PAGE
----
|Publication number||US5099251 A|
|Application number||US 07/572,665|
|Publication date||Mar 24, 1992|
|Filing date||Aug 24, 1990|
|Priority date||Aug 24, 1990|
|Publication number||07572665, 572665, US 5099251 A, US 5099251A, US-A-5099251, US5099251 A, US5099251A|
|Inventors||Roger K. Fisher|
|Original Assignee||The Antenna Company|
|Export Citation||BiBTeX, EndNote, RefMan|
|Patent Citations (6), Referenced by (17), Classifications (8), Legal Events (6)|
|External Links: USPTO, USPTO Assignment, Espacenet|
The present invention is directed generally to mobile antenna mounting assemblies, and more specifically to a mobile telephone antenna mounting assembly which assembly holds the antenna radiating element in place while the vehicle is moving, yet permits the antenna radiating element to be repeatedly moved between its upraised position and its down position without the antenna radiating element becoming loosened.
With the advent of cellular mobile telephones, the need has arisen for antennas for such telephones which mount on the exterior window surface of a vehicle. Typically, window-mounted antennas include an outside antenna module adhered to the outside of a window glass on which a generally vertical antenna element is mounted and an inside module on the inside of the glass in registration with the outside module which contains the circuitry necessary for proper operation of the antenna.
It is customary for the separate antenna element to be attached to the outside mounting module by means of a mounting screw. This mounting screw is loosened to permit the antenna element to be either removed or pivoted between an upraised position where the antenna element is substantially vertical and a down position where the axis of the antenna element is proximate to and generally parallel to the window glass surface. It is common for the telephone user to move an antenna element from its upraised position to the down position to protect the antenna element from damage. This movement is typically required before entering a car wash because the rotating cleaning elements of the car wash may contact and severely damage the antenna element if it is in its upraised position. The mobile telephone user must then exit from his car and undo or move the antenna element down from the upraised position prior to entering the car wash and then exit from his car once more after exiting the car wash to move the antenna element to its upraised position. The latter task requires that the user keep a screwdriver readily accessible in his vehicle. The repeated tightening and loosening of the antenna mounting screw may lead to an overall loosening of the antenna mounting screw, thereby increasing the likelihood that the antenna element will fall down while the user is driving the vehicle and possibly render the antenna inoperable.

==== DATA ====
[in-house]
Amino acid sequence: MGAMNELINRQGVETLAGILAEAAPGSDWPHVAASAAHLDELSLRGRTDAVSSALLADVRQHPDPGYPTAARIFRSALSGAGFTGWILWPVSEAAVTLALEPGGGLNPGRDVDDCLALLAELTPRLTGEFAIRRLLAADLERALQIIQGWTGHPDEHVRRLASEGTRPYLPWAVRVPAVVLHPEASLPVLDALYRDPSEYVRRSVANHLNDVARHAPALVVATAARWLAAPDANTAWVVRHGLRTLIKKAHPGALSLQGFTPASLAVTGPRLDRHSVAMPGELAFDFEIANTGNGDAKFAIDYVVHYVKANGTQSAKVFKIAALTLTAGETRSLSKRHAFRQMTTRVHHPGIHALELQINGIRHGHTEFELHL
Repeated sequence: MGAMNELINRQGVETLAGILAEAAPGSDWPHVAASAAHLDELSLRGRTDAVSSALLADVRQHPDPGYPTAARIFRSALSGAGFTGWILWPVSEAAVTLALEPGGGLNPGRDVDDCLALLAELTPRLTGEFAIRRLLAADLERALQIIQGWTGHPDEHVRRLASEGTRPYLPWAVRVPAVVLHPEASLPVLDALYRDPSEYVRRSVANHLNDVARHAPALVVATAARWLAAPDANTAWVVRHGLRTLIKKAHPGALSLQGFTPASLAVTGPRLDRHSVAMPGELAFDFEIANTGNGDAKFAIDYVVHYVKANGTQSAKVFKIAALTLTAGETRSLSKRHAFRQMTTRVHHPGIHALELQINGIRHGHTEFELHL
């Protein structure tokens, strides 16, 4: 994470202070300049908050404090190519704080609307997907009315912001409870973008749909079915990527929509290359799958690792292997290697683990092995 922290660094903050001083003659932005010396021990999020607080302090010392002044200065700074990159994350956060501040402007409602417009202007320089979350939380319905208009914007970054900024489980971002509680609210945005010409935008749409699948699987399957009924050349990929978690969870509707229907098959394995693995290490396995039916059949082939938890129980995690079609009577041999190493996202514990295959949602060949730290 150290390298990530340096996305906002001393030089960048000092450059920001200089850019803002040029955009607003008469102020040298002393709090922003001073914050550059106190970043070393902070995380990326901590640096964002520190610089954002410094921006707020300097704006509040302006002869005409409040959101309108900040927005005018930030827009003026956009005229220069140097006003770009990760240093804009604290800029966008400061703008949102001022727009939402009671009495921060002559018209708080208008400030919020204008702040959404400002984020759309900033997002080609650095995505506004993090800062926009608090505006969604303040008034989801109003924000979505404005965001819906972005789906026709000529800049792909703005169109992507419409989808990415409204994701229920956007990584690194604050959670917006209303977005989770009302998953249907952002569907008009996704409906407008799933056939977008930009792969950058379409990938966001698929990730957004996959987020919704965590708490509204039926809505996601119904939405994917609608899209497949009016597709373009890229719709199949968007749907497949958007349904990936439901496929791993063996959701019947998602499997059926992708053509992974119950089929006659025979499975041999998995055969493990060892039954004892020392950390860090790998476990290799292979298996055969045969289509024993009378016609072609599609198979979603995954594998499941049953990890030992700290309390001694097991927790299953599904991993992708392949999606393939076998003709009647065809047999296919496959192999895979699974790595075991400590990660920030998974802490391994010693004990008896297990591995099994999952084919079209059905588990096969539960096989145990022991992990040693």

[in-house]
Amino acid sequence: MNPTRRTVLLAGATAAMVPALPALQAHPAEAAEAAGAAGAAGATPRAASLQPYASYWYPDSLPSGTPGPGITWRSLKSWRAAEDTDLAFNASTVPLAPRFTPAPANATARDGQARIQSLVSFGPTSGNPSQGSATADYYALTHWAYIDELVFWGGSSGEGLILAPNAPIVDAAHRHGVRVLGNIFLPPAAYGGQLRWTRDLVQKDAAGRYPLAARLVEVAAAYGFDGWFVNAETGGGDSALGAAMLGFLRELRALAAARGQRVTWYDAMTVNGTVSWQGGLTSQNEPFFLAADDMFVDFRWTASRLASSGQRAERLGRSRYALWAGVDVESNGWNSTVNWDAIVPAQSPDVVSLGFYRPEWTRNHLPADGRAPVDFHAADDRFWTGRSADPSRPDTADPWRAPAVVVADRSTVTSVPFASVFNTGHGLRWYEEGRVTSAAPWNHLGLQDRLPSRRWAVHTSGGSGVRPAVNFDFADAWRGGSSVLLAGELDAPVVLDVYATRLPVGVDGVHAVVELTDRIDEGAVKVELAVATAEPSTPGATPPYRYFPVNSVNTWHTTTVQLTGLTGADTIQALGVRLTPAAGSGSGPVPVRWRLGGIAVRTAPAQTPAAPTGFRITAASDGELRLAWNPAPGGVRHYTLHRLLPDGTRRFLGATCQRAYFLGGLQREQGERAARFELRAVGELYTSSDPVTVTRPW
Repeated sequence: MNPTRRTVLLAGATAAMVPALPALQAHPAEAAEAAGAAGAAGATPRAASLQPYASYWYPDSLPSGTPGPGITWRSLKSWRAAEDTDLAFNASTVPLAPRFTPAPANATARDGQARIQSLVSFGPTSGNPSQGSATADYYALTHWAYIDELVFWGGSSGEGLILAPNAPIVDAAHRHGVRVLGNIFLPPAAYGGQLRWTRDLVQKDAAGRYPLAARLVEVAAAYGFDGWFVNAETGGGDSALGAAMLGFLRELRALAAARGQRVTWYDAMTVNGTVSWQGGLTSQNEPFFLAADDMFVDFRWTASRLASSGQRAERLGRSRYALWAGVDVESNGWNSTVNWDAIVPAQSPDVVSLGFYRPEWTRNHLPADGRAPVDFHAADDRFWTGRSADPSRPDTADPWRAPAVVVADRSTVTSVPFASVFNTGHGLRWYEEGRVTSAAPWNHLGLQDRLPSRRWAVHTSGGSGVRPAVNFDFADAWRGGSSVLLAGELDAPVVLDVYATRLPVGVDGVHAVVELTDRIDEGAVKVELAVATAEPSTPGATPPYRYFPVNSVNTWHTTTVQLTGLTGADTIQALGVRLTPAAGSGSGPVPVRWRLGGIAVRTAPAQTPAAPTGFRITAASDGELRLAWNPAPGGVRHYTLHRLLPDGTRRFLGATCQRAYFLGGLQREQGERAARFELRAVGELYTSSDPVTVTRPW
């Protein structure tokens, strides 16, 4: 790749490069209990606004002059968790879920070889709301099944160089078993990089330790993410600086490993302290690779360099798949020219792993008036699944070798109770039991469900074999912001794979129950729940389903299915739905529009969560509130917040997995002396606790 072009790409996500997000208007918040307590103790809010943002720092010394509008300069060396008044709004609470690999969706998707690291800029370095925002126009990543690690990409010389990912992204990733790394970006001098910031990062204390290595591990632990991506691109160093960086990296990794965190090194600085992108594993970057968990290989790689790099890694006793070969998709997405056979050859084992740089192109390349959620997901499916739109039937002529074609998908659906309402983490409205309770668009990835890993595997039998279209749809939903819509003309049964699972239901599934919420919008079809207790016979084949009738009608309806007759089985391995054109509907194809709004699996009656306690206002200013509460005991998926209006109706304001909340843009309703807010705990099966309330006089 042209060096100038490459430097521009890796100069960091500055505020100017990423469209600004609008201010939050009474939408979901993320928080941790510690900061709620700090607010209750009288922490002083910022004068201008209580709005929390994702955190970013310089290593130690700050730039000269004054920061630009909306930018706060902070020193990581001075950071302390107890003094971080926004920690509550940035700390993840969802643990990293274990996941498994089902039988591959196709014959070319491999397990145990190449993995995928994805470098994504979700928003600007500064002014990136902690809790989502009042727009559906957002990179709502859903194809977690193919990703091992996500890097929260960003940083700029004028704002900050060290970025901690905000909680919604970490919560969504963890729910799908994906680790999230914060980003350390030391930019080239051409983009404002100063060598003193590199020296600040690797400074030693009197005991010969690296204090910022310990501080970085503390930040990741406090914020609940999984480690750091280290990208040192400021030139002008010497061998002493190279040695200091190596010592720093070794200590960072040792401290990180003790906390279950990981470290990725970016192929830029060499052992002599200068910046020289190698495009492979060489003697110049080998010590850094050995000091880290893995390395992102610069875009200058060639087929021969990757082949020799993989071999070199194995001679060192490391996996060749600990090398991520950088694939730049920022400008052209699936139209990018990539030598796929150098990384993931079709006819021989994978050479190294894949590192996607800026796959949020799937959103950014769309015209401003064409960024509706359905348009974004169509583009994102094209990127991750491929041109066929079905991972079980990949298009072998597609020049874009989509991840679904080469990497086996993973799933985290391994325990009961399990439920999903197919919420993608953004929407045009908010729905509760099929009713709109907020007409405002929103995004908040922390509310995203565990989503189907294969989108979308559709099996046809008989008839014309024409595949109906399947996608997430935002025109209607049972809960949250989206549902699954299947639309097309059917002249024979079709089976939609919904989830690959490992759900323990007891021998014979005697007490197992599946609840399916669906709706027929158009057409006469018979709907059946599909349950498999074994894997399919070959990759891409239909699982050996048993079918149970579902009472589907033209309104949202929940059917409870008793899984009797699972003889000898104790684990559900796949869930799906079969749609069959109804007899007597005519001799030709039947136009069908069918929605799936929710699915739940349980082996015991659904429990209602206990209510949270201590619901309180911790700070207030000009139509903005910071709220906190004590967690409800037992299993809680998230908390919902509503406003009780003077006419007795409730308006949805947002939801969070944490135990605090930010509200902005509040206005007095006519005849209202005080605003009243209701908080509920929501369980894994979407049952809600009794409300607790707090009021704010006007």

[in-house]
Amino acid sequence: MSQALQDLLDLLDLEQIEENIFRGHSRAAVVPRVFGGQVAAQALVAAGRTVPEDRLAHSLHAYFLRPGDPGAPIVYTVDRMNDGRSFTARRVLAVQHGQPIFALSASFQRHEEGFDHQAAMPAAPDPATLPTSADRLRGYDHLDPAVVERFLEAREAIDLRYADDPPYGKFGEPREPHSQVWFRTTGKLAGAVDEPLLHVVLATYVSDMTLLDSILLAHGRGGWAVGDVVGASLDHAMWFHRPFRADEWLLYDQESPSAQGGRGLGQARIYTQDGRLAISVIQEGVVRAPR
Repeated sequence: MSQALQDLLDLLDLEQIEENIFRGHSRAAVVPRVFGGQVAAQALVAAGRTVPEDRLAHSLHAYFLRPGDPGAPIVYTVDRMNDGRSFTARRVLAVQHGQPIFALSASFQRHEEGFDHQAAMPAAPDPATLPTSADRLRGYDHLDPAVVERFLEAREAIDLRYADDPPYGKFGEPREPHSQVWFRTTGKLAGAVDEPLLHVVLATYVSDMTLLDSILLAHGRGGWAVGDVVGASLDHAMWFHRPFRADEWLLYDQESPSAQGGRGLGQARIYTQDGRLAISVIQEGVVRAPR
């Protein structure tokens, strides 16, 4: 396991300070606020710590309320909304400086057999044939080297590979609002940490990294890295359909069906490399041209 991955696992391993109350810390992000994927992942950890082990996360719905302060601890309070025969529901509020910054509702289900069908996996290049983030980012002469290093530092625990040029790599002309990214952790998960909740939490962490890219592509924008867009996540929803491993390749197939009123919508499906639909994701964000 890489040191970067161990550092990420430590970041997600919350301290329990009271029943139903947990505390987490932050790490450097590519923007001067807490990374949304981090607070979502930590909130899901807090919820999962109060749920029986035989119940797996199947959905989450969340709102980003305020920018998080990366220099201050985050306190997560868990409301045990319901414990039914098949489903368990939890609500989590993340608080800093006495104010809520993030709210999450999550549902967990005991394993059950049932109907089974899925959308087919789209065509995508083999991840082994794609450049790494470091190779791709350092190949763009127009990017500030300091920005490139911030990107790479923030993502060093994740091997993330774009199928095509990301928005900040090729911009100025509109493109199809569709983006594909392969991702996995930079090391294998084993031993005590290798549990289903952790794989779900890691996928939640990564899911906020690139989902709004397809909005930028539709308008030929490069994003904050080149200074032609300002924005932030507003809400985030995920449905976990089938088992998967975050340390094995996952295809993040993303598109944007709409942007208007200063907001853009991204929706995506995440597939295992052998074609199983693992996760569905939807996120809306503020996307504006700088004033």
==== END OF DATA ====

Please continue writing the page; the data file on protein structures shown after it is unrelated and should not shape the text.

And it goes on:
The present invention is directed to a mobile telecommunications antenna mounting assembly which overcomes the aforementioned disadvantages in that it secures the antenna from disengaging because of vehicle vibrations but also allows for quick and easy pivotal movement of the antenna between the upraised position and a down position without the need for loosening the mounting screw of the antenna element.
The antenna mounting assembly of the present invention comprises a base element having two generally parallel projecting sidewalls which define a channel therebetween which receives an antenna element therein. Each sidewall has a generally circular inner portion which permits the unrestricted rotation of an antenna mounting screw therein and a non-circular outer portion which substantially prevents or restrains the movement of the antenna screw therein by engaging the antenna screw. The outer portion of one bore has a generally frusto-conical inner engagement surface which is adapted to frictionally engage both a washer and the head of the mounting screw. All three of such surfaces are complementary. The outer portion of the other bore contains a plurality of surfaces, which surfaces abuttingly engage the outer surfaces of a threaded nut and substantially prevent the rotation of the nut within the bore outer portion.
Accordingly, it is a general object of the present invention to provide a mounting assembly for a mobile communications antenna in which an antenna radiating element is held in place by a mounting screw which assembly permits the antenna radiating element to be pivoted between an upraised position and a down position without the need for loosening the antenna element mounting screw.
Another object of the present invention is to provide a cellular antenna having an elongated antenna element held between two generally opposing sidewalls of a mounting assembly base member by way of a mounting screw-nut assembly, wherein the generally opposing sidewalls include a pair of sidewall bores, the sidewall bores having two distinct respective engagement surfaces which frictionally engage the ends of the mounting screw-nut assembly.